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Some applications, such as high-resolution video, require consistent, dedicated bandwidth to provide sufficient quality for viewers. IntServ was introduced to guarantee predictable network behavior for these applications.
Because IntServ reserves bandwidth throughout a network, no other traffic can use the reserved bandwidth. Bandwidth that is unused, but reserved, is wasted.
IntServ is similar to a concept known as "hard QoS ." With hard QoS, traffic characteristics such as bandwidth, delay, and packet-loss rates are guaranteed end to end. This guarantee ensures both predictable and guaranteed service levels for mission-critical applications. There will be no impact on traffic when guarantees are made, regardless of additional network traffic. Hard QoS is accomplished by negotiating specific QoS requirements upon establishment of a connection and by using Call Admission Controls (CACs) to ensure that no new traffic will violate the guarantee. Such guarantees require an end-to-end QoS approach with both complexity and scalability limitations. Large network environments that contain heavy traffic loads will be extremely challenged to track QoS guarantees for hundreds of thousands of signaled flows.
Using IntServ is like having a private courier airplane or truck dedicated to the delivery of your traffic. This model ensures quality and delivery, is expensive, and is not scalable.
Provides multiple service levels
Requests specific kind of service from the network before sending data
Uses RSVP to reserve network resources
Uses intelligent queuing mechanisms
End to end
IntServ is a multiple-service model that can accommodate multiple QoS requirements. IntServ inherits the connection-oriented approach from telephony network design. Every individual communication must explicitly specify its traffic descriptor and requested resources to the network. The edge router performs admission control to ensure that available resources are sufficient in the network. The IntServ standard assumes that routers along a path set and maintain the state for each individual communication.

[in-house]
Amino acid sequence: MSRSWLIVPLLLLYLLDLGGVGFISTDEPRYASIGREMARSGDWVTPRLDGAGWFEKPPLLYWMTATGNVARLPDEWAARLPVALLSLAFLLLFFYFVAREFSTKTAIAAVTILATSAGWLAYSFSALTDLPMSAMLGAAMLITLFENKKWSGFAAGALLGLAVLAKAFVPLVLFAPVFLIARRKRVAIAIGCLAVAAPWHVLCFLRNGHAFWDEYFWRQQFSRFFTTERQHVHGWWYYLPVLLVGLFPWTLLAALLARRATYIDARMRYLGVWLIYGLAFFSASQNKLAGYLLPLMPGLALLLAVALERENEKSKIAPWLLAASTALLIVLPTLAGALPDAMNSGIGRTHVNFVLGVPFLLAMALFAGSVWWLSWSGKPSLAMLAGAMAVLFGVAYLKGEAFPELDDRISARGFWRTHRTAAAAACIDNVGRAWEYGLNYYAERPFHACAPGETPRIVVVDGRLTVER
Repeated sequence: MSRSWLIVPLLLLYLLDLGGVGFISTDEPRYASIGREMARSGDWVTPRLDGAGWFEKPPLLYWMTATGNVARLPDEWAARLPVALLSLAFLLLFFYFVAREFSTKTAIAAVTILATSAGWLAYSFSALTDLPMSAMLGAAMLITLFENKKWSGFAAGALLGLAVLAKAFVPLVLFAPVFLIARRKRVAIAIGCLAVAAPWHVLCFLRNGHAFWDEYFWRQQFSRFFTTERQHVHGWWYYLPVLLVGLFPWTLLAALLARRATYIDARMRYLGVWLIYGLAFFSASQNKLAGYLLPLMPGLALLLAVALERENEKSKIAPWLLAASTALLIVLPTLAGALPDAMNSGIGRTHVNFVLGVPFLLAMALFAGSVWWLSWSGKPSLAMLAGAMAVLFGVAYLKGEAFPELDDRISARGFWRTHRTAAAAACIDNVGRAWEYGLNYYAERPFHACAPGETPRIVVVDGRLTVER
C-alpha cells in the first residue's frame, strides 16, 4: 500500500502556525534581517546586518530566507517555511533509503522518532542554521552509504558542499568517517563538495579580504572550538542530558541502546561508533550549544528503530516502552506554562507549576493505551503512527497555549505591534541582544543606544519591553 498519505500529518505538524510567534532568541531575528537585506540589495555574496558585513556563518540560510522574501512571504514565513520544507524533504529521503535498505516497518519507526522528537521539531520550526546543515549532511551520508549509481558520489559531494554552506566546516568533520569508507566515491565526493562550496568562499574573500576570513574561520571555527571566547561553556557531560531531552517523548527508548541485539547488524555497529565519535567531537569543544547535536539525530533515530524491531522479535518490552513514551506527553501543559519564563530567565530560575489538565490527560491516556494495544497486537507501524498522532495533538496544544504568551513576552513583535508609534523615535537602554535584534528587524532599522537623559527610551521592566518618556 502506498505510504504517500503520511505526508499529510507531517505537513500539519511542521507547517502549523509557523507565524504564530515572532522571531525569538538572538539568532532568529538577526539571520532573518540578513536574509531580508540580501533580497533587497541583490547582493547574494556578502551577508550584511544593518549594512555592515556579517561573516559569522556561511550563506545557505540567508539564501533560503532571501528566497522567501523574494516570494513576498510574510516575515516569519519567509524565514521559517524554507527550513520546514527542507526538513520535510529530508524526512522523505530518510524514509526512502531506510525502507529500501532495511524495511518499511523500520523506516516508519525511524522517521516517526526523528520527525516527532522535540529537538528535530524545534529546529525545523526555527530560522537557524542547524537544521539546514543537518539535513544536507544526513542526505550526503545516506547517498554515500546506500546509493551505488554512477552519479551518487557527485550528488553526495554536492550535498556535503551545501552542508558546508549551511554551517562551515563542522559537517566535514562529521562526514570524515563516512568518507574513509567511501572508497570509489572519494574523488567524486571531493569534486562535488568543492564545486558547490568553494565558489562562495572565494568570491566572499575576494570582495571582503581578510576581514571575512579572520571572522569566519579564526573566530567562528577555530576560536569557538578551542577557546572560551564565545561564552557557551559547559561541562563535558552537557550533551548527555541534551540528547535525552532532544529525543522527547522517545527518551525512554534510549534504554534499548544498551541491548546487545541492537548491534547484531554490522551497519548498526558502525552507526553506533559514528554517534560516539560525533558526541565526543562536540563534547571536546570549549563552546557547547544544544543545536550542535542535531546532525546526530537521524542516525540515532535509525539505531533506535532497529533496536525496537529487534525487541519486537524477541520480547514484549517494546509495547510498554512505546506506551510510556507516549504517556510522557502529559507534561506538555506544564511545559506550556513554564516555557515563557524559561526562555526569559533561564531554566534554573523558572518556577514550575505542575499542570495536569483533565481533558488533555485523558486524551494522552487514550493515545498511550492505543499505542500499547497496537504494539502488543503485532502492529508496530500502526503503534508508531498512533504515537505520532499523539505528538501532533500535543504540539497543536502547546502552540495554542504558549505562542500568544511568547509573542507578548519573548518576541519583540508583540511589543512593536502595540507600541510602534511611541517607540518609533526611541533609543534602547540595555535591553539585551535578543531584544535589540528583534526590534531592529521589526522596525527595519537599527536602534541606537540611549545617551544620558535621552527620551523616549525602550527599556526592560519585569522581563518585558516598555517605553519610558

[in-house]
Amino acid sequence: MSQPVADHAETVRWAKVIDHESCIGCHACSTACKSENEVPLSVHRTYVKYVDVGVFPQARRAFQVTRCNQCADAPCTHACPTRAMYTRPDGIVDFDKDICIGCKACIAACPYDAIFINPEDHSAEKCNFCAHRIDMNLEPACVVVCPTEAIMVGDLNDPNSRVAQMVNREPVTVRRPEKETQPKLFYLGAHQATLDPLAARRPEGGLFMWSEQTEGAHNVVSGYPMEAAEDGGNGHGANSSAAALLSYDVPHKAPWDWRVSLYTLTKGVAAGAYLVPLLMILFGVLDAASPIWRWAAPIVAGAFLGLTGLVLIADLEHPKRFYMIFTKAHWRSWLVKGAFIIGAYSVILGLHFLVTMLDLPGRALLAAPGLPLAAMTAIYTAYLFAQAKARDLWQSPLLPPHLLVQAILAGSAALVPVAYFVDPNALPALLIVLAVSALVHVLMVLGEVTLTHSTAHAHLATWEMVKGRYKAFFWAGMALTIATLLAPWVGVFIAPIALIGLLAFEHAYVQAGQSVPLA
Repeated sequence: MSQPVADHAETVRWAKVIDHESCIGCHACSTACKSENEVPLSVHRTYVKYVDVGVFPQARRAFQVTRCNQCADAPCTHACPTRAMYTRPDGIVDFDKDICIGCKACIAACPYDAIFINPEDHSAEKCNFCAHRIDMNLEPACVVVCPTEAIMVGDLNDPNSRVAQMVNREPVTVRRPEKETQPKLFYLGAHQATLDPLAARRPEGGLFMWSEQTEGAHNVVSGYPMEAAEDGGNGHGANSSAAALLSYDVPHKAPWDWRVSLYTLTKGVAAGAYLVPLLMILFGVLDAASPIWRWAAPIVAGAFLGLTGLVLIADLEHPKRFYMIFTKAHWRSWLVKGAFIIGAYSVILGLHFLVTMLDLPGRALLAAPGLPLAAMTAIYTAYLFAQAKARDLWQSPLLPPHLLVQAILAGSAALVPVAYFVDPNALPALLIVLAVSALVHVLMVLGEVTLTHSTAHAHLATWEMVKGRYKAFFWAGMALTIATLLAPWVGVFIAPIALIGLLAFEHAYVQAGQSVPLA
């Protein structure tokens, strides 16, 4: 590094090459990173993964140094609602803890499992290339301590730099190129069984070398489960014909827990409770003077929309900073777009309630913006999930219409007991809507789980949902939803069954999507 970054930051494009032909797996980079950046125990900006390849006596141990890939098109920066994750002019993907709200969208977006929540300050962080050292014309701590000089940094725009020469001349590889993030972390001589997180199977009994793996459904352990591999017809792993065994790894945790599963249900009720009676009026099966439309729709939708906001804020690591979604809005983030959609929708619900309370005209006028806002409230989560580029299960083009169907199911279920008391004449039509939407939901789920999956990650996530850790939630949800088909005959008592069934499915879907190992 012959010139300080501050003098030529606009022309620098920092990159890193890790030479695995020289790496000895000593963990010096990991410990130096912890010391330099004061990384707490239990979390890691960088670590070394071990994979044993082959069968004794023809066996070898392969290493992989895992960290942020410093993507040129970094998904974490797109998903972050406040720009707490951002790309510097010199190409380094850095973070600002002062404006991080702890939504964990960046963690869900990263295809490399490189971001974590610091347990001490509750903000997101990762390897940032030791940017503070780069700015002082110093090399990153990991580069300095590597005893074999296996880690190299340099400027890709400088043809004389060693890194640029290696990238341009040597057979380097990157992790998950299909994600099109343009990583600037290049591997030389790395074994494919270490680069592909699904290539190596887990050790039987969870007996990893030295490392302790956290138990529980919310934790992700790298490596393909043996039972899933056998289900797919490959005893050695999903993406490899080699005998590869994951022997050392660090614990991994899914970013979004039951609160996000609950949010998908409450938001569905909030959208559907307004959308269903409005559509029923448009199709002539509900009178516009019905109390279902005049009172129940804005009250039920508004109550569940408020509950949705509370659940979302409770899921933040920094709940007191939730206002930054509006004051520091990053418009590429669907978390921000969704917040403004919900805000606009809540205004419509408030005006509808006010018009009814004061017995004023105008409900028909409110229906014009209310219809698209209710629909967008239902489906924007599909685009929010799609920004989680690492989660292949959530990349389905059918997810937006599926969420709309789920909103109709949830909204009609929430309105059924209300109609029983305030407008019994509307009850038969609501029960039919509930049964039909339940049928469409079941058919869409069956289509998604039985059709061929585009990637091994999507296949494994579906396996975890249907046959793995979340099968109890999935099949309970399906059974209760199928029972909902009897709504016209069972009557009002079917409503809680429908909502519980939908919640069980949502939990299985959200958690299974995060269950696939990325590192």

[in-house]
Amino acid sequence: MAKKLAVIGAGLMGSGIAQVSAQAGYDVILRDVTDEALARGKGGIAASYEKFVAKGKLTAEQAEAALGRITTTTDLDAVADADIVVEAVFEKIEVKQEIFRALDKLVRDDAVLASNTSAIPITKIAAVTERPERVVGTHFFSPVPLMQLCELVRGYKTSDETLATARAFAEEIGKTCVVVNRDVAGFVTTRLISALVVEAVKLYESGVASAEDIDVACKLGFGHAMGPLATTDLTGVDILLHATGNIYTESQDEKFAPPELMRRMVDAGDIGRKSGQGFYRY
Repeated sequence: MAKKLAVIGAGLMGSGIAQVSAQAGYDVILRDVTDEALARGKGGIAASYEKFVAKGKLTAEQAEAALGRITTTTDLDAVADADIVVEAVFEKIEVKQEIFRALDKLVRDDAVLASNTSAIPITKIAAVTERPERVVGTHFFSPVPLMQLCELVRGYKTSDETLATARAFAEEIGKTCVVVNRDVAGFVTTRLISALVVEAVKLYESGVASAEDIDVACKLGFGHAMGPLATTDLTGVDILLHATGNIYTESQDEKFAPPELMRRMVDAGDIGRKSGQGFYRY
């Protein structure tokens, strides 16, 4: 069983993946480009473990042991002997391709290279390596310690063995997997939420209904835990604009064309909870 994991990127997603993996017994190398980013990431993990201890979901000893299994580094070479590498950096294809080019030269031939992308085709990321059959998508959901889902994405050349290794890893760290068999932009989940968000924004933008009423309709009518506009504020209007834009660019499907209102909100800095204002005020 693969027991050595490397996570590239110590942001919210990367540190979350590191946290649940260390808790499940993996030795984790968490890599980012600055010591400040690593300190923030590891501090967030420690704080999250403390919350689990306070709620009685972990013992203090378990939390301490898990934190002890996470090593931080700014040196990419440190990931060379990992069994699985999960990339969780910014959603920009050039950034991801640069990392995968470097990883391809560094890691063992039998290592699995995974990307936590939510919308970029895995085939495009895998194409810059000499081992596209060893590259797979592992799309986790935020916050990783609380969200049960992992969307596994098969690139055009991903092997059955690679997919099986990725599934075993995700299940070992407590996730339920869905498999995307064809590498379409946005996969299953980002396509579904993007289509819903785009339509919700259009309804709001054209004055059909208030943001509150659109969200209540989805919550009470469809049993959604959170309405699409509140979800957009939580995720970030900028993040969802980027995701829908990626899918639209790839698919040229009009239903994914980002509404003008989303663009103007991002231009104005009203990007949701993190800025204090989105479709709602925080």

The role of Resource Reservation Protocol (RSVP) in the Cisco QoS architecture is to provide resource admission control for VoIP networks. If resources are available, RSVP accepts a reservation and installs a traffic classifier in the QoS forwarding path. The traffic classifier tells the QoS forwarding path how to classify packets from a particular flow and what forwarding treatment to provide.
In the IntServ model, the application requests a specific kind of service from the network before sending data. The application informs the network of its traffic profile and requests a particular kind of service that can encompass its bandwidth and delay requirements. The application is expected to send data only after it gets a confirmation from the network. The application is also expected to send data that lies within its described traffic profile.
The network performs admission control based on information from the application and available network resources. The network commits to meeting the QoS requirements of the application as long as the traffic remains within the profile specifications. The network fulfills its commitment by maintaining the per-flow state, and then performing packet classification, policing, and intelligent queuing based on that state.
The QoS feature set in Cisco IOS software includes these features that provide controlled-load service:
■ RSVP can be used by applications to signal their QoS requirements to the router.
■ Intelligent queuing mechanisms can be used with RSVP to provide these QoS service levels:
— Guaranteed-rate: Guaranteed-rate service level allows applications to reserve bandwidth to meet their requirements. For example, a VoIP application can reserve 32 Mbps end to end using this type of service. Cisco IOS QoS uses low-latency queuing (LLQ) with RSVP to provide guaranteed-rate type of service.
— Controlled-load: Controlled-load service level allows applications to have low delay and high throughput, even during times of congestion. For example, adaptive realtime applications, such as the playback of a recorded conference, can use this service. Cisco IOS QoS uses RSVP with weighted random early detection (WRED) to provide controlled-load type of service.
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